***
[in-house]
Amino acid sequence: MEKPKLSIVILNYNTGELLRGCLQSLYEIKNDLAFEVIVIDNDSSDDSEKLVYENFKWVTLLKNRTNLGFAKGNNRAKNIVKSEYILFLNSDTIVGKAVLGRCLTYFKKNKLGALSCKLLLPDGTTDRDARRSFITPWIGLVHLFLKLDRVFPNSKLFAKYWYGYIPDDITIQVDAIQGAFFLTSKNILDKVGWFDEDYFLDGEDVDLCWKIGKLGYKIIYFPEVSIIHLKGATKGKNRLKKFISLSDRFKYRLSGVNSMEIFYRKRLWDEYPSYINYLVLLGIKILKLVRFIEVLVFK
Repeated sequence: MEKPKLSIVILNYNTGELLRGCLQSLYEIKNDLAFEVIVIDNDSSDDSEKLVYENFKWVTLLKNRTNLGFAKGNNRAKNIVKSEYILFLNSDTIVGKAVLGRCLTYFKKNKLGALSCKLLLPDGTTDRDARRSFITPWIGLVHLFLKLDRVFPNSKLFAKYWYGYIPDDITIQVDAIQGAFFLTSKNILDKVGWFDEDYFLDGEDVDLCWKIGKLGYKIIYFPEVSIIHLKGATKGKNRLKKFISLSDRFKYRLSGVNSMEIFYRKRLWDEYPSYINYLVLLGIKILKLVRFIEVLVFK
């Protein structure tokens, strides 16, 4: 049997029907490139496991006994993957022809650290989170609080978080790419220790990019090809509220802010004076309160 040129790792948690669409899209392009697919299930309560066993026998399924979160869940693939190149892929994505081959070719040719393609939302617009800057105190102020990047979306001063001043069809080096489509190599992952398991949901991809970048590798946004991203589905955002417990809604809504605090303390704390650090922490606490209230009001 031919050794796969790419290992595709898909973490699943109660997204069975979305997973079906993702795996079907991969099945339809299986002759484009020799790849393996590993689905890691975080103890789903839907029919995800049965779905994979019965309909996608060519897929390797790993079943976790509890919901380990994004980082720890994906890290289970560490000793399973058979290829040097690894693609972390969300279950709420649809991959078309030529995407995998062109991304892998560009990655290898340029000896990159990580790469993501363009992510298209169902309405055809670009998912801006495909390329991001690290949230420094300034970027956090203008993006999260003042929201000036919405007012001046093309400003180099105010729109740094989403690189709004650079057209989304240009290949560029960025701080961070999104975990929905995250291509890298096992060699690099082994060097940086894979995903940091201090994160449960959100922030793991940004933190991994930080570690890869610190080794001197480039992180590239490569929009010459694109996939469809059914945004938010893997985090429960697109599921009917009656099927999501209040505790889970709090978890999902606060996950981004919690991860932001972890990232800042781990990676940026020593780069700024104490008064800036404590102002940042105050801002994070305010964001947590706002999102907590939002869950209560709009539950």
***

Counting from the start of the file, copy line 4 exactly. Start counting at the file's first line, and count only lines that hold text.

């Protein structure tokens, strides 16, 4: 049997029907490139496991006994993957022809650290989170609080978080790419220790990019090809509220802010004076309160 040129790792948690669409899209392009697919299930309560066993026998399924979160869940693939190149892929994505081959070719040719393609939302617009800057105190102020990047979306001063001043069809080096489509190599992952398991949901991809970048590798946004991203589905955002417990809604809504605090303390704390650090922490606490209230009001 031919050794796969790419290992595709898909973490699943109660997204069975979305997973079906993702795996079907991969099945339809299986002759484009020799790849393996590993689905890691975080103890789903839907029919995800049965779905994979019965309909996608060519897929390797790993079943976790509890919901380990994004980082720890994906890290289970560490000793399973058979290829040097690894693609972390969300279950709420649809991959078309030529995407995998062109991304892998560009990655290898340029000896990159990580790469993501363009992510298209169902309405055809670009998912801006495909390329991001690290949230420094300034970027956090203008993006999260003042929201000036919405007012001046093309400003180099105010729109740094989403690189709004650079057209989304240009290949560029960025701080961070999104975990929905995250291509890298096992060699690099082994060097940086894979995903940091201090994160449960959100922030793991940004933190991994930080570690890869610190080794001197480039992180590239490569929009010459694109996939469809059914945004938010893997985090429960697109599921009917009656099927999501209040505790889970709090978890999902606060996950981004919690991860932001972890990232800042781990990676940026020593780069700024104490008064800036404590102002940042105050801002994070305010964001947590706002999102907590939002869950209560709009539950």